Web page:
Micah Clarke


Of the Strife in the Council

Arthur Conan Doyle

KING MONMOUTH’S council was assembled at the time of my coming, and my entrance caused the utmost surprise and joy, as they had just heard news of my sore danger. Even the royal presence could not prevent several members, among whom were the old Mayor and the two soldiers of fortune, from springing to their feet and shaking me warmly by the hand. Monmouth himself said a few gracious words, and requested that I should be seated at the board with the others.

“You have earned the right to be of our council,” said he; “and lest there should be a jealousy amongst other captains that you should come among us, I do hereby confer upon you the special title of Scout-master, which, though it entail few if any duties in the present state of our force, will yet give you precedence over your fellows. We had heard that your greeting from Beaufort was of the roughest, and that you were in sore straits in his dungeons. But you have happily come yourself on the very heels of him who bore the tidings. Tell us then from the beginning how things have fared with you.”

I should have wished to have limited my story to Beaufort and his message, but as the council seemed to be intent upon hearing a full account of my journey, I told in as short and simple speech as I could the various passages which had befallen me—the ambuscado of the smugglers, the cave, the capture of the gauger, the journey in the lugger, the acquaintance with Farmer Brown, my being cast into prison, with the manner of my release and the message wherewith I had been commissioned. To all of this the council hearkened with the uttermost attention, while a muttered oath ever and anon from a courtier or a groan and prayer from a Puritan showed how keenly they followed the various phases of my fortunes. Above all, they gave the greatest heed to Beaufort’s words, and stopped me more than once when I appeared to be passing over any saying or event before they had due time to weigh it. When I at last finished they all sat speechless, looking into each other’s faces and waiting for an expression of opinion.

“On my word,” said Monmouth at last, “this is a young Ulysses, though his Odyssey doth but take three days in the acting. Scudery might not be so dull were she to take a hint from these smugglers’ caves and sliding panels. How say you, Grey?”

“He hath indeed had his share of adventure,” the nobleman answered, “and hath also performed his mission like a fearless and zealous messenger. You say that Beaufort gave you nought in writing?”

“Not a word, my lord,” I replied.

“And his private message was that he wished us well, and would join us if we were in his country?”

“That was the effect, my lord.”

“Yet in his council, as I understand, he did utter bitter things against us, putting affronts upon the King, and making light of his just claims upon the fealty of his nobility?”

“He did,” I answered.

“He would fain stand upon both sides of the hedge at once,” said King Monmouth. “Such a man is very like to find himself on neither side, but in the very heart of the briars. It may be as well, however, that we should move his way, so as to give him the chance of declaring himself.”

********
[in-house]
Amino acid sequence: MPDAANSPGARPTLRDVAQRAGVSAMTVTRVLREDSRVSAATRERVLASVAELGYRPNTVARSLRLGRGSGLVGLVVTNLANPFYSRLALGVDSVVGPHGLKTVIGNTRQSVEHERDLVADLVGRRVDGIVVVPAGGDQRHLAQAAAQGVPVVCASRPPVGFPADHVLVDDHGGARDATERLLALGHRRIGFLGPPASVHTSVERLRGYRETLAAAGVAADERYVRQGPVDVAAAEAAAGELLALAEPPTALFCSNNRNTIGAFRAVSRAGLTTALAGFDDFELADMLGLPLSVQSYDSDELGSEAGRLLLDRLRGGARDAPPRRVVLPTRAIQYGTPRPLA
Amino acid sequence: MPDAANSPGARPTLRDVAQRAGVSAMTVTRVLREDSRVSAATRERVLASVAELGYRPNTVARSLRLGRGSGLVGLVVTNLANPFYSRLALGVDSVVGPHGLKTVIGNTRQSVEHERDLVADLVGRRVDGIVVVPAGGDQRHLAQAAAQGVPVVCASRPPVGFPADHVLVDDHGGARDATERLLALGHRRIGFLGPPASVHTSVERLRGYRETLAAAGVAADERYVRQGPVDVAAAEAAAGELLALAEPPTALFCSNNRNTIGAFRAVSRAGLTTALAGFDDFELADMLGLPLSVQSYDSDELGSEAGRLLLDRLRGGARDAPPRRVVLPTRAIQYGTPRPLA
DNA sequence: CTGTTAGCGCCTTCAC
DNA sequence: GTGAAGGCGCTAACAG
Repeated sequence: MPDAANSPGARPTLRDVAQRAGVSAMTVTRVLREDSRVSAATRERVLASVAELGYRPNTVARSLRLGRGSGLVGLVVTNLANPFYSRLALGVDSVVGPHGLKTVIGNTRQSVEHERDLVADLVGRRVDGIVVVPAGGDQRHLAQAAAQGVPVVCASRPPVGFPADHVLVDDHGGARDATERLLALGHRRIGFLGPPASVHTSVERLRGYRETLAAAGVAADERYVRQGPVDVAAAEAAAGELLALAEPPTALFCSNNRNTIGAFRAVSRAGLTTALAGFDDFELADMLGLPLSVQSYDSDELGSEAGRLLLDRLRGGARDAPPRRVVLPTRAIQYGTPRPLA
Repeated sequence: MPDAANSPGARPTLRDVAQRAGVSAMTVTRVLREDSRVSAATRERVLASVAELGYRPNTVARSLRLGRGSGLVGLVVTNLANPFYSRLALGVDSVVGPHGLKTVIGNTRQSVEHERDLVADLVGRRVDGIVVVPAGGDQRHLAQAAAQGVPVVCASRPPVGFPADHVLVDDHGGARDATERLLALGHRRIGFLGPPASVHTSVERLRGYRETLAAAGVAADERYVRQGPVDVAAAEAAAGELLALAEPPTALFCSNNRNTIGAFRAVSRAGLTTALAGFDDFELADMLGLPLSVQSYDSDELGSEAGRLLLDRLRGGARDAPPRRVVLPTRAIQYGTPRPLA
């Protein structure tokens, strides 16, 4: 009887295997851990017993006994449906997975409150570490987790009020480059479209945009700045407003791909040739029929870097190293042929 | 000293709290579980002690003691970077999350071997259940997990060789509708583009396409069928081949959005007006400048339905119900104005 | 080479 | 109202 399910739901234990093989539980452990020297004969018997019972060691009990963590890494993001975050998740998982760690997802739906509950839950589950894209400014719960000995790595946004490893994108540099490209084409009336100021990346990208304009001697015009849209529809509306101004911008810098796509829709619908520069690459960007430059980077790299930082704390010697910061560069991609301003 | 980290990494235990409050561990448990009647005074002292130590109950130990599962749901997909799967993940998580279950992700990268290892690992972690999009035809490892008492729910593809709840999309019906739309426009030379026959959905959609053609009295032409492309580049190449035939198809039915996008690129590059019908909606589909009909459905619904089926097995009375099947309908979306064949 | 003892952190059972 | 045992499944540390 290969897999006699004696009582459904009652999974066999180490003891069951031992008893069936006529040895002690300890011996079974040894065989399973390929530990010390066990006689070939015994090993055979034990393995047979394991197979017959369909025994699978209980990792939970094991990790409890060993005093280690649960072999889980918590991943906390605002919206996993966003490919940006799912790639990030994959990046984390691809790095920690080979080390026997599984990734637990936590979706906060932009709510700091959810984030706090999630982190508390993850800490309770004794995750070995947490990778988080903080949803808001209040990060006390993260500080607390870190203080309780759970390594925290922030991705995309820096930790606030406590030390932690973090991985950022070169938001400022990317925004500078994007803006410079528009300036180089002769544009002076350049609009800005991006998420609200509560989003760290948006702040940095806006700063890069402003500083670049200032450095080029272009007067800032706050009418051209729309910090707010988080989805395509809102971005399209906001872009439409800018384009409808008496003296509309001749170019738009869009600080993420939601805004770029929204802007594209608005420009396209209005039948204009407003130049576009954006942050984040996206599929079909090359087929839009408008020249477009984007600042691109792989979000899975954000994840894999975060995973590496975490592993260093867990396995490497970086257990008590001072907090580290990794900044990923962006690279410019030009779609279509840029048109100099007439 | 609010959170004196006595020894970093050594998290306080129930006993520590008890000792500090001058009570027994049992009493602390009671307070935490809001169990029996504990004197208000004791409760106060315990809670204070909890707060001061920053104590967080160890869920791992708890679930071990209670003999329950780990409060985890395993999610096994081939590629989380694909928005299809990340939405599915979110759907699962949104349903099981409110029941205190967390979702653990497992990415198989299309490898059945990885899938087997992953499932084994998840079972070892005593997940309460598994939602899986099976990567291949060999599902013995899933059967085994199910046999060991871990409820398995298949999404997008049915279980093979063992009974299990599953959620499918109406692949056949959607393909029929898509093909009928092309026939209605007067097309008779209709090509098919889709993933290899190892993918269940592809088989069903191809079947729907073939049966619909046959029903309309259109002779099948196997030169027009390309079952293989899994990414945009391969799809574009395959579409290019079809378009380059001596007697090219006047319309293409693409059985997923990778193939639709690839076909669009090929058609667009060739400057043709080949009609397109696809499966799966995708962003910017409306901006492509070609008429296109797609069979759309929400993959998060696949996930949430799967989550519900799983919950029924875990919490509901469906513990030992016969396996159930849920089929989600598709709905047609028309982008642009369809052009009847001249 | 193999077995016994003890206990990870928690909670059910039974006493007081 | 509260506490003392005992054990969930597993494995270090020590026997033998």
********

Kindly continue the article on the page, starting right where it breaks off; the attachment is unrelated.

“In any case, as your Majesty remembers,” said Saxon, “we had determined to march Bristolwards and attempt the town.”

“The works are being strengthened,” said I, “and there are five thousand of the Gloucestershire train-bands assembled within. I saw the labourers at work upon the ramparts as I passed.”

“If we gain Beaufort we shall gain the town,” quoth Sir Stephen Timewell. “There are already a strong body of godly and honest folk therein, who would rejoice to see a Protestant army within their gates. Should we have to beleaguer it we may count upon some help from within.”

“Hegel und blitzen!” exclaimed the German soldier, with an impatience which even the presence of the King could not keep in bounds; “how can we talk of sieges and leaguers when we have not a breaching-piece in the army?”

“The Lard will find us the breaching-pieces,” cried Ferguson, in his strange, nasal voice. “Did the Lard no breach the too’ers o’ Jericho withoot the aid o’ gunpooder? Did the Lard no raise up the man Robert Ferguson and presairve him through five-and-thairty indictments and twa-and-twenty proclamations o’ the godless? What is there He canna do? Hosannah! Hosannah!”

“The Doctor is right,” said a square-faced, leather-skinned English Independent. “We talk too much o’ carnal means and worldly chances, without leaning upon that heavenly goodwill which should be to us as a staff on stony and broken paths. Yes, gentlemen,” he continued, raising his voice and glancing across the table at some of the courtiers, “ye may sneer at words of piety, but I say that it is you and those like you who will bring down God’s anger upon this army.”

“And I say so too,” cried another sectary fiercely.

“And I,” “And I,” shouted several, with Saxon, I think, among them.

“Is it your wish, your Majesty, that we should be insulted at your very council board?” cried one of the courtiers, springing to his feet with a flushed face. “How long are we to be subject to this insolence because we have the religion of a gentleman, and prefer to practise it in the privacy of our hearts rather than at the street corners with these pharisees?”

“Speak not against God’s saints,” cried a Puritan, in a loud stern voice. “There is a voice within me which tells me that it were better to strike thee dead—yea, even in the presence of the King—than to allow thee to revile those who have been born again.”

Several had sprung to their feet on either side. Hands were laid upon sword-hilts, and glances as stern and as deadly as rapier thrusts were flashing backwards and forwards; but the more neutral and reasonable members of the council succeeded in restoring peace, and in persuading the angry disputants to resume their seats.